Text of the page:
To be candid, I was a bit intimidated to cover the topic of Black History Month because it didn’t feel like my place as comment on another culture—someone else’s heritage. But, in hindsight, that very thinking might be part of the problems about race we have on our campus, other campuses, and in the larger society. After experiencing people celebrating and sharing their experiences, I now realize that I have been too busy focusing on being politically correct to hear the stories from my peers. But this magazine broke right through that. A dear friend of my confided to me that at her university, she often felt as if her race affected how students and professors judged her intelligence. She bravely shared her experiences as a black student on a Facebook page for the students after another student claimed that the predominantly white university “had no problems with race” on an organized racism awareness campaign post. It was met with backlash and ignorance. What my friend’s own experience and what some of the stories from this magazine share brings to light is that institutionalized racism is very much still a thing. Luckily, it seems to me that this platform has become a safer and more formal way to combat the topic of racism and being a black student in an unfamiliar place. In fact, Kirsten Perkins uses this platform effectively to directly reflects on this on page 49, where she expresses her concerns for local and global institutional racisms. Sometimes you have to start the uncomfortable conversations to grow, but it is not non-black people who can learn from the individual anecdotes told in the first volume of Voices.

I opened the volume to a random page and I read a quote and I thought, ‘whoa.’ And it changed my perspective on everything”.

 When talking to Joe Ward about any immediate transformations he had noticed after raising his voice, he stated, “I think what has kind of changed for me is that people have come up to me and said, ‘Wow, I really had no idea.’ And I responded, ‘well of course you didn’t because it’s not something I really talk about.’ So it’s been really great to speak openly and give people a reason to. Often I feel like people don’t speak because they think they have no reason to and they think it’s about suppressing it and holding it inside and I don’t think that’s going to lead to any progress. And I don’t think that going to help anyone.” However, even Ward, as a contributor, admitted he had a ‘wow-moment’ reading the final product: “I opened the volume to a random page and I read a quote and I thought, ‘whoa.’ And it changed my perspective on everything. I didn’t know who said it, yet it completely changed my thinking. If you can open your mind, if you can change the way you think, and how you engage on a whole new level then you are epitomising what university is all about. This is the best way to engage in liberation groups and I really, really, really hope people will give this a chance.” It’s a learning experience for everyone who simply opens up the magazine and reads a page.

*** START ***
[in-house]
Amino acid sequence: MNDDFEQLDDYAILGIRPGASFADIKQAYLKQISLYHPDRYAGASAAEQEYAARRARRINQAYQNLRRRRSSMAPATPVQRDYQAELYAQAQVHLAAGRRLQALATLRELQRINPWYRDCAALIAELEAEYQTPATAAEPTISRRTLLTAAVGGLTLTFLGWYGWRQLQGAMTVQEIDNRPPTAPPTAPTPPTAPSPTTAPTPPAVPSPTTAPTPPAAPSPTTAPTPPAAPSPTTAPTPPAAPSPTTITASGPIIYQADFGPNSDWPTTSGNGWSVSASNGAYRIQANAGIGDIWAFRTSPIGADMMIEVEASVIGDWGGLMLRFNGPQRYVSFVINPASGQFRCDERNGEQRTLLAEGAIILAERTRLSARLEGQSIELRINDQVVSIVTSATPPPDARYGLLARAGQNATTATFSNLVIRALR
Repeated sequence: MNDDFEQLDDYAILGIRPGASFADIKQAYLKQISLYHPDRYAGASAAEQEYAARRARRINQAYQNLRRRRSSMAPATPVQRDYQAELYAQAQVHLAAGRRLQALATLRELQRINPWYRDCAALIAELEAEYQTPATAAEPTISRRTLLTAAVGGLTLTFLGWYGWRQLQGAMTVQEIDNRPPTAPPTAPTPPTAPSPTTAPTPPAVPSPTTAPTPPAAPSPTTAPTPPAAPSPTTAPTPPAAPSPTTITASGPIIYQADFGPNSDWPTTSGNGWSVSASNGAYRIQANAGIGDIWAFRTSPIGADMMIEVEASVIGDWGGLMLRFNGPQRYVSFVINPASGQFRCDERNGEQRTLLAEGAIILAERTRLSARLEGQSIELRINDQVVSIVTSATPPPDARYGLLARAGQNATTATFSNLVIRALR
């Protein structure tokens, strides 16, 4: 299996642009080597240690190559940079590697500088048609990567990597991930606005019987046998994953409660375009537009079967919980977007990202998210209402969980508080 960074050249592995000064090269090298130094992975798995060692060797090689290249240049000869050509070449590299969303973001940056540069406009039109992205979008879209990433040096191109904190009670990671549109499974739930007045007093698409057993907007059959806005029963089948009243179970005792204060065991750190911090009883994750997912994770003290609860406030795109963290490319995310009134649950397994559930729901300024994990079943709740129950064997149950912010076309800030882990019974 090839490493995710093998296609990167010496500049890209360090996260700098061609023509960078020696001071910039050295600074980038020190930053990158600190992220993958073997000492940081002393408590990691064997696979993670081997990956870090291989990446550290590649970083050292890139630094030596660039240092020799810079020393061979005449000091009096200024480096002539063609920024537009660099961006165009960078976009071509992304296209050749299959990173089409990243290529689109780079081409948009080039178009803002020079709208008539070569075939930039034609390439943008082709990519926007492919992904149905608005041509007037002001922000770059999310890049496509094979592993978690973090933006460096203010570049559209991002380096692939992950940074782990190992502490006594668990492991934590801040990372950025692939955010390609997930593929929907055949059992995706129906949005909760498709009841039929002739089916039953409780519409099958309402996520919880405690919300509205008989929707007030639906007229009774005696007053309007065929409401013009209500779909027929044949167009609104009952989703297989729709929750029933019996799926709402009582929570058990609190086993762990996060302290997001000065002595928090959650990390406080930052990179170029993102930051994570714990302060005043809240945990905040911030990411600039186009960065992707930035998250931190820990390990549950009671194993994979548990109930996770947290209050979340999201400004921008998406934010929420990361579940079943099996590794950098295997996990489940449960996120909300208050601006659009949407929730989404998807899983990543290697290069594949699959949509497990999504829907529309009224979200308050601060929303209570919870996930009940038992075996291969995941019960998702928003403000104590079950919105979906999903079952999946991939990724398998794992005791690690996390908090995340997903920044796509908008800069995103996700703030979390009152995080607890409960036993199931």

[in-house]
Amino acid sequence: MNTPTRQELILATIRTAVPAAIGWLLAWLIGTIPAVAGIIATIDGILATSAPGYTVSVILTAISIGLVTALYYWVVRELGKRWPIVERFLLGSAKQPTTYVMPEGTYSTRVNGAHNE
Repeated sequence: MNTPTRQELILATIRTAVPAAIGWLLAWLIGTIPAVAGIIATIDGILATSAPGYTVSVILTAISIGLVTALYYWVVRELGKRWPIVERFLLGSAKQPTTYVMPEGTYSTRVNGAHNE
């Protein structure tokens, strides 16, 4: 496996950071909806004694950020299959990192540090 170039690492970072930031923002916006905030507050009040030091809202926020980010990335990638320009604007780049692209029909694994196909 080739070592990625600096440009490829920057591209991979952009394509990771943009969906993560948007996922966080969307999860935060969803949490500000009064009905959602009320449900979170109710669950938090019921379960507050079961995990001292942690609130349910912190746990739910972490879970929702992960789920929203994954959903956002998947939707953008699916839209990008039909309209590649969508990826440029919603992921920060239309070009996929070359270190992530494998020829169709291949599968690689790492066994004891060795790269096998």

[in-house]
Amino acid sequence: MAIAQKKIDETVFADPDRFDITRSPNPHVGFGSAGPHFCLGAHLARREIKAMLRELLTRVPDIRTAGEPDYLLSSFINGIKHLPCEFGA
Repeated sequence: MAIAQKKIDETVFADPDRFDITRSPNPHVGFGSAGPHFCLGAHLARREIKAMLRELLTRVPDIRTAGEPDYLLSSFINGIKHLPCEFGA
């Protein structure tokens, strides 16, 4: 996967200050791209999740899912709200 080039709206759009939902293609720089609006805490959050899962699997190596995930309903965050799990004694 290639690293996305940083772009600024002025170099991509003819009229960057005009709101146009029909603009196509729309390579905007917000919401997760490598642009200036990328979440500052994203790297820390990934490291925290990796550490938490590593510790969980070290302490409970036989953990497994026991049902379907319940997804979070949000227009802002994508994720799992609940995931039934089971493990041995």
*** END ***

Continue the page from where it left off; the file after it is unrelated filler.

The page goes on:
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Both images by Peter Bruteig Henriksen


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Going Forwards

In the larger scheme of any liberation movement, the idea of progress and moving forward is key. By hearing the brutally honest truths about being part of the black minority on our campus, a discursive space has been created for the students to debate and hopefully grow from. At the event I also got to speak to Ruth Ochugboju shortly before she shared a poem she wrote about racism called ‘Coffee Breaks.’ She stressed the importance of instigating a discussion you can be proud of. “I actually changed what I said. I remember when I had the interview, I said normal things, but I didn’t really think about what I said until a day or two later. Then I actually messaged them and asked them to include something else I wrote. I had originally said something vague, but I wanted to use this as a chance to share something that is personal to me.”  And it is only with voices like Ruth’s, Kerstin’s, and Joe’s that progress within the student community and hopefully society at large can be changed. But without the voices, there is no change.

The next volumes to be published this academic year will focus on Faith, Pride, Disability, and Women. To take part in the movement, please contact: Harry Bishop or Sarah Redman at the FXU office.

For the free digital version of volume one, please click here. (https://www.fxu.org.uk/voices/ )